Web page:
Mills v. Pate

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Mills v. Pate by Mind Map: Mills v. Pate

1. Parties

1.1. Joyceline Mills

1.2. John Pate, MD

2. What Happened?

2.1. Patient filed a medical malpractice lawsuit against physician who performed liposuction and thigh lift on patient, alleging claims for negligence, lack of informed consent, and breach of express warranty. The 346th District Court, El Paso County, Peter J. Peca, granted physician summary judgment (225 S.W.3d 277 -2006). Patient appealed.

3. Medical Procedural History

3.1. December 2, 1999: Liposuction: surgery abdomen, hips, flanks, thighs; Ms. Mills 6 after surgery, Ms. Mills complains of irregularities- specifically rolls under the R breast and sagging skin on her thighs bilaterally.

3.2. January 16, 2001: Bilateral thigh lift, Liposuction (corrective, lower abdominal area and bilateral hip flank). Patient was charged for the bilateral thigh lift, but not the corrective liposuction.

3.3. August 30, 2001: Ms. Mill's last appointment with Dr. Pate. Dr. Pate noted that for the results that Ms. Mills was looking to achieve in the abdominal area, she should have had a tummy tuck (abdominoplasty) in addition to the liposuction of her hips, flanks, and thighs.

3.4. September 2001: Ms. Mills goes to obtain a second opinion from another plastic surgeon, Dr. Miller. Her specific complaints include rippling in her abdomen and unevenness in her thighs. Dr. Miller disclosed it would most likely take a minimum of three surgeries to obtain the results that she was looking for. Dr. Miller stated that he could perform the surgery. He also offered her another option; which was to see a body contouring specialist in Houston, TX; Dr. Gilliland.

3.5. Ms. Mills opted to see Dr. Gilliland, who informed her that Dr. Pate's care had been inadequate. Dr. Gilliland performed an abdominoplasty and body lift; which also consisted of a thigh lift.

4. Procedural History

4.1. Ms. Mills notifies Dr. Pate of her intent to sue: January 23, 2002

4.2. Ms. Mills files suit: January 23, 2003; trial court finds for Dr. Pate. Grants motion for summary judgment and a "no evidence" summary judgment, 364th District Court; El Paso, TX

4.3. Ms. Mills appeals, Appellate hearing, Court of Appeals, El Paso, TX- June 2006, the appellate court upho

5. Issue:

5.1. Ms. Mills alleged that Dr. Pate was negligent by failing to properly warn and obtain her informed consent with respect to the probable outcome of the liposuction procedures and the need for future treatment and by causing and failing to correct the abdominal irregularities. Ms. Mills later amended her petition to include a breach of express warranty claim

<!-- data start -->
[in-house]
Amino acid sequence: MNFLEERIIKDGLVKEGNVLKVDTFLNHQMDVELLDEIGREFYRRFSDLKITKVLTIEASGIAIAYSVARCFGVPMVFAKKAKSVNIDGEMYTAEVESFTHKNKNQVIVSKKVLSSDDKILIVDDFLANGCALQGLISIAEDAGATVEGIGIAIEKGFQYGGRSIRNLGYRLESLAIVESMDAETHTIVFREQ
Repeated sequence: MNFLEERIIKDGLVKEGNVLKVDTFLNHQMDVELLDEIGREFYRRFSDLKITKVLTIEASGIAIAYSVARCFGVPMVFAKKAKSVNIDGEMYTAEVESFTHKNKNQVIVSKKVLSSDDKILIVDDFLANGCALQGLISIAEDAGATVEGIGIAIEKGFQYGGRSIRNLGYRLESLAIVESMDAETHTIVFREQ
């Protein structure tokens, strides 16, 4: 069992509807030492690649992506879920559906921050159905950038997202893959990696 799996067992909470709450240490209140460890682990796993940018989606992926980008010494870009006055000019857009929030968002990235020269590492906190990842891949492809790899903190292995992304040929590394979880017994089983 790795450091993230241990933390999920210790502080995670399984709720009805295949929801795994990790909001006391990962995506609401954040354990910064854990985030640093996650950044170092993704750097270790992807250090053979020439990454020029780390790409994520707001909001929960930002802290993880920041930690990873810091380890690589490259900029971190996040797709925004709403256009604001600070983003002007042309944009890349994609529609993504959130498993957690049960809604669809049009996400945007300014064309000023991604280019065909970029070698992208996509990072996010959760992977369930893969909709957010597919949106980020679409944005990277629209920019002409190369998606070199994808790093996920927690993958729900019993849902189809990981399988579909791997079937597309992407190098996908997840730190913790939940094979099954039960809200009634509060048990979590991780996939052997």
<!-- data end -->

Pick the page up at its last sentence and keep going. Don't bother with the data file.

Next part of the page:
6. The Rule of Law

6.1. The Medical Liability and Insurance Improvement Act

7. Analysis/Application

7.1. Plaintiff: alleged that the doctor failed to improperly warn her and obtain her informed consent with respect to the outcome of liposuction procedure and the need for further treatment. In the appeal, the plaintiff also added breach of express warranty noting that the doctor did not achieve the promised results.

7.2. Defendant: alleged that the informed consent provided to Ms. Mills was comprehensive and included the fact that outcomes are variable from patient to patient and that effects after the surgery may include edema for several months after the procedure and dimpling of the skin

7.3. District Court, 364th District Court, El Paso, TX: granted summary judgement for Dr. Mill

7.4. Appellate Court, El Paso, TX: upheld summary judgment for the defendant re: informed consent, but overturned the original verdict, and found for the plaintiff re: express warranty

8. Conclusion

8.1. Doctors that make express warranty claims to a patient are liable for those claims and are held to the standard of the promised results

8.2. Dr. Pate did obtain Ms. Mill's informed consent

9. Importance

9.1. Where a physician promises particular results to a patient he is held to that standard

9.2. Informed consent documents must be thorough and objective. They must detail the benefits and risks of the procedure, as well as, the benefits and risks of not having the procedure. They must also list alternatives to the procedure. Finally, they must ensure that the patient understands the document.

10. Impact

10.1. A change to the practice of informed consent; specifically making informed consent documents more detailed/thorough

10.2. Limits in express warranties being offered to patients, guarantee of individual results. This is not acceptable standard of care in current medical practice.

10.3. Two cases that have cited Mills v. Pate

10.3.1. Gomez vs. Pasadena Healthcare Management, GOMEZ v. PASADENA HEALTH | 246 S.W.3d 306 (2008) | sw3d3061529 | Leagle.com

10.3.2. Key v. Viera, KEY v. VIERA | No. 01-07-00587-CV. | 20090212291 | Leagle.com